By Cory L. Higgs
After Gov. Ralph Northam closed all K-12 schools in Virginia, many parents were faced with the daunting task of discovering online learning, and how to accomplish it.
Like many parents with an already full schedule, Kenzie Woods, principal of Hardin Reynolds Memorial School, added another full-time job onto her schedule; she is a mom, principal, and now a parent who homeschools.
Patrick County, as other localities in Virginia, is taking advantage of its online classrooms since its physical ones are under lock and key.
Woods, who is known for her lively morning announcements and student engagement, took to social media to share some announcements, along with some advice about home-based instruction.
For that, she relied on her own experiences.
In a recent morning announcement, Woods and her two children kicked off their at-home learning regimen showing others “how easy online learning is,” Woods said, adding that online learning allows parents and youngsters access to interesting information and cool games to broaden their horizons.
Like many, she understands that online learning is being implemented to “protect our neighbors and our families.”
Reports show that COVID-19 invokes more complications in older individuals and those with preexisting health conditions. Although younger people also may become infected with the virus, their symptoms may not be as severe. However, health officials have said a younger person can still spread the virus.
Woods’ children said they weren’t too concerned about the next few weeks, and are eager to stay at home and have fun. Her son said he was most excited about the lunch period while at-home-learning.
“The thing is, you aren’t just going to stay home and chill, right? We are going to learn,” she said to her children, adding that continued learning now falls upon the families to make sure kids stay engaged during the schools’ mandated hiatus.
While the move online will have plenty of roadblocks and hurdles, a lack of internet access may be the biggest hurdle for some families to overcome, Woods said.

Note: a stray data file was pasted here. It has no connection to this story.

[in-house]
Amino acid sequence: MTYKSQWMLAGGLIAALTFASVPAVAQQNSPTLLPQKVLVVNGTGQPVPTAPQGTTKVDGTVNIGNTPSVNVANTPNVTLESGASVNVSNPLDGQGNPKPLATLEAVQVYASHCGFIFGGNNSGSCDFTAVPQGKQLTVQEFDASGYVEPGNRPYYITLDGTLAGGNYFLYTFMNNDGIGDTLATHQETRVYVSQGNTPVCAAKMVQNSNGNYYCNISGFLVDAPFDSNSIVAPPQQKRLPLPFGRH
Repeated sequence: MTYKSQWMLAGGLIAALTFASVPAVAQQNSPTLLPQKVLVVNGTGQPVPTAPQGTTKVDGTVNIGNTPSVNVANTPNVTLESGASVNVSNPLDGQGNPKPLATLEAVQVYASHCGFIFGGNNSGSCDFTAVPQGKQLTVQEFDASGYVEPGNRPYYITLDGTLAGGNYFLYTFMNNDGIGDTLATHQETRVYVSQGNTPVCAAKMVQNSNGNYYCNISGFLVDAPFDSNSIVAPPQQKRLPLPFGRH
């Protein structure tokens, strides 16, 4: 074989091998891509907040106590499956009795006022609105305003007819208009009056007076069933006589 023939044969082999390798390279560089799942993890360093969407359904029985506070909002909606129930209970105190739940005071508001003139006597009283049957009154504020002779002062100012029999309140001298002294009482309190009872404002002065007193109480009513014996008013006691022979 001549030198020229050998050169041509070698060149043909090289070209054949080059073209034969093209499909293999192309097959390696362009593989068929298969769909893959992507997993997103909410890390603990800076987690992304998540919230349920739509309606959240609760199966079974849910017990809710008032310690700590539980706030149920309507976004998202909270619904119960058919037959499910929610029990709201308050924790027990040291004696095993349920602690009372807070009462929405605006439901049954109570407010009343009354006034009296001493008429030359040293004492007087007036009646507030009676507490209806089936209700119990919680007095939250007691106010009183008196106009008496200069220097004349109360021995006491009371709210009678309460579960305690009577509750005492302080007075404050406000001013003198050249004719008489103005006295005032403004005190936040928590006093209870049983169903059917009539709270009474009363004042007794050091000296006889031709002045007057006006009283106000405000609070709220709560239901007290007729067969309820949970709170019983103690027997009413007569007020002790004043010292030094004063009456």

Schools Superintendent Dean Gilbert said that instructional activities are posted online for those with internet access. School officials also delivered assigned tablets to youngsters who may have left theirs at school.
For those families without internet access, Gilbert suggested “old-school stuff, like practicing your times-tables” to help students retain learned instruction and stay in a learning mindset.
In addition to suggestions the division has provided, HRMS is providing material more directly related to SOL and state testing in hopes of preparing kids, Woods said.
“We will not be making significant strides towards growth, necessarily, but depending on how involved our families are, will be the most impacting as it relates to their learning,” Woods said.
The main goal is to maintain the learning mindset and avoid regression or plateauing, she added.
“This is uncharted territory for us, give us some patience, give us some grace, and we are going to be doing the same. Pray for me,” Woods said as her kids engaged in a wrestling match. “Stay safe, wash your hands and take care of each other, and we’ll be in touch soon.”
The school is slated to be closed through the end of March. Stay up to date with the latest COVID-19 news by visiting CDC.gov.